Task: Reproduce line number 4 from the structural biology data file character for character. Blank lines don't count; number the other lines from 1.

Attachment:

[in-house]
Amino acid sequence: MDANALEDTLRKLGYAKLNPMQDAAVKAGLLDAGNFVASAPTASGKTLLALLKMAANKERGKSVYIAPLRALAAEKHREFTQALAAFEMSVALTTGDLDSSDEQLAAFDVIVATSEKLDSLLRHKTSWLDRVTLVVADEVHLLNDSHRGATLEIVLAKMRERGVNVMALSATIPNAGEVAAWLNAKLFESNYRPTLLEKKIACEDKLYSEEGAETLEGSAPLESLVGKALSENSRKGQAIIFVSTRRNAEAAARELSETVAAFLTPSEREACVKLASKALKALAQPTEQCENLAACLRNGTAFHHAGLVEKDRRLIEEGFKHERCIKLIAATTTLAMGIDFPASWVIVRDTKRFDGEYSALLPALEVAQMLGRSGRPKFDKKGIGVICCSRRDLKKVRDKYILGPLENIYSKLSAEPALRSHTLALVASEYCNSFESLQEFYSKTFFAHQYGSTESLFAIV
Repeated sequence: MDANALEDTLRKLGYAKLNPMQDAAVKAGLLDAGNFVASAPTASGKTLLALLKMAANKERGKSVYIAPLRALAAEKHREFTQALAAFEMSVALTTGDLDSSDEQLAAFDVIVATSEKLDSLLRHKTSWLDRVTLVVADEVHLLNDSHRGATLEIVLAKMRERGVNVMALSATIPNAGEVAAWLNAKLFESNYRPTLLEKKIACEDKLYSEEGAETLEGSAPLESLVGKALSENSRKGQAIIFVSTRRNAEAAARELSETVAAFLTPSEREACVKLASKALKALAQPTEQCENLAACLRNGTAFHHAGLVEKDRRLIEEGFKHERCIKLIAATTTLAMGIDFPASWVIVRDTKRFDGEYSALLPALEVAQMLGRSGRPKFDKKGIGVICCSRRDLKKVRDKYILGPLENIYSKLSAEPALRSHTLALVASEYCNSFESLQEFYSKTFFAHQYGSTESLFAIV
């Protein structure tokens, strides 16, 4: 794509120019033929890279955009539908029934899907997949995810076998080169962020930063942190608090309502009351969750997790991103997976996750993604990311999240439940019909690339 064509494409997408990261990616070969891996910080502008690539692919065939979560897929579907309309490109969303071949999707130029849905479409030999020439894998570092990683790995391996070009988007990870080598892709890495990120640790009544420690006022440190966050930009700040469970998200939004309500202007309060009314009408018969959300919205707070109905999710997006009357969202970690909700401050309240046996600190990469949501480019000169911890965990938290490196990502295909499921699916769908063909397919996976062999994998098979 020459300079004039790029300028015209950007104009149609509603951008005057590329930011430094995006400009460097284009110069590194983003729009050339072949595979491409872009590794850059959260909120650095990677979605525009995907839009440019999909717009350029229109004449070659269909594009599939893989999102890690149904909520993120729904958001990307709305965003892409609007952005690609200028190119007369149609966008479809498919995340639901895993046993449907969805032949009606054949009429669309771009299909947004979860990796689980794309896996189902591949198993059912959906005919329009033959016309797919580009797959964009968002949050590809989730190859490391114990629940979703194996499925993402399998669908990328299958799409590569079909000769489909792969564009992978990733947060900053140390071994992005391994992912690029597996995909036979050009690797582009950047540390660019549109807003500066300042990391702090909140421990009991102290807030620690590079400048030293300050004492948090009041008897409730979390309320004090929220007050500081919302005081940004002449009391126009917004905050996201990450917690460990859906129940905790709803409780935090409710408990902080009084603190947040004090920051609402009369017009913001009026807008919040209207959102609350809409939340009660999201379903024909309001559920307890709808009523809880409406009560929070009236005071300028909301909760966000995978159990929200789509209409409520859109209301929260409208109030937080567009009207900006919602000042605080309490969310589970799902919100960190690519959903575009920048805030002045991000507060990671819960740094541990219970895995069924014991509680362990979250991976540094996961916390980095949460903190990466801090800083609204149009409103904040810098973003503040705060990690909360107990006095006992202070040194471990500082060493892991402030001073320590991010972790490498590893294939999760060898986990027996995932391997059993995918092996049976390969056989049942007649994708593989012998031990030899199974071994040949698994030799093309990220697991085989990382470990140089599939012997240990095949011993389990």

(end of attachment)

């Protein structure tokens, strides 16, 4: 794509120019033929890279955009539908029934899907997949995810076998080169962020930063942190608090309502009351969750997790991103997976996750993604990311999240439940019909690339 064509494409997408990261990616070969891996910080502008690539692919065939979560897929579907309309490109969303071949999707130029849905479409030999020439894998570092990683790995391996070009988007990870080598892709890495990120640790009544420690006022440190966050930009700040469970998200939004309500202007309060009314009408018969959300919205707070109905999710997006009357969202970690909700401050309240046996600190990469949501480019000169911890965990938290490196990502295909499921699916769908063909397919996976062999994998098979 020459300079004039790029300028015209950007104009149609509603951008005057590329930011430094995006400009460097284009110069590194983003729009050339072949595979491409872009590794850059959260909120650095990677979605525009995907839009440019999909717009350029229109004449070659269909594009599939893989999102890690149904909520993120729904958001990307709305965003892409609007952005690609200028190119007369149609966008479809498919995340639901895993046993449907969805032949009606054949009429669309771009299909947004979860990796689980794309896996189902591949198993059912959906005919329009033959016309797919580009797959964009968002949050590809989730190859490391114990629940979703194996499925993402399998669908990328299958799409590569079909000769489909792969564009992978990733947060900053140390071994992005391994992912690029597996995909036979050009690797582009950047540390660019549109807003500066300042990391702090909140421990009991102290807030620690590079400048030293300050004492948090009041008897409730979390309320004090929220007050500081919302005081940004002449009391126009917004905050996201990450917690460990859906129940905790709803409780935090409710408990902080009084603190947040004090920051609402009369017009913001009026807008919040209207959102609350809409939340009660999201379903024909309001559920307890709808009523809880409406009560929070009236005071300028909301909760966000995978159990929200789509209409409520859109209301929260409208109030937080567009009207900006919602000042605080309490969310589970799902919100960190690519959903575009920048805030002045991000507060990671819960740094541990219970895995069924014991509680362990979250991976540094996961916390980095949460903190990466801090800083609204149009409103904040810098973003503040705060990690909360107990006095006992202070040194471990500082060493892991402030001073320590991010972790490498590893294939999760060898986990027996995932391997059993995918092996049976390969056989049942007649994708593989012998031990030899199974071994040949698994030799093309990220697991085989990382470990140089599939012997240990095949011993389990």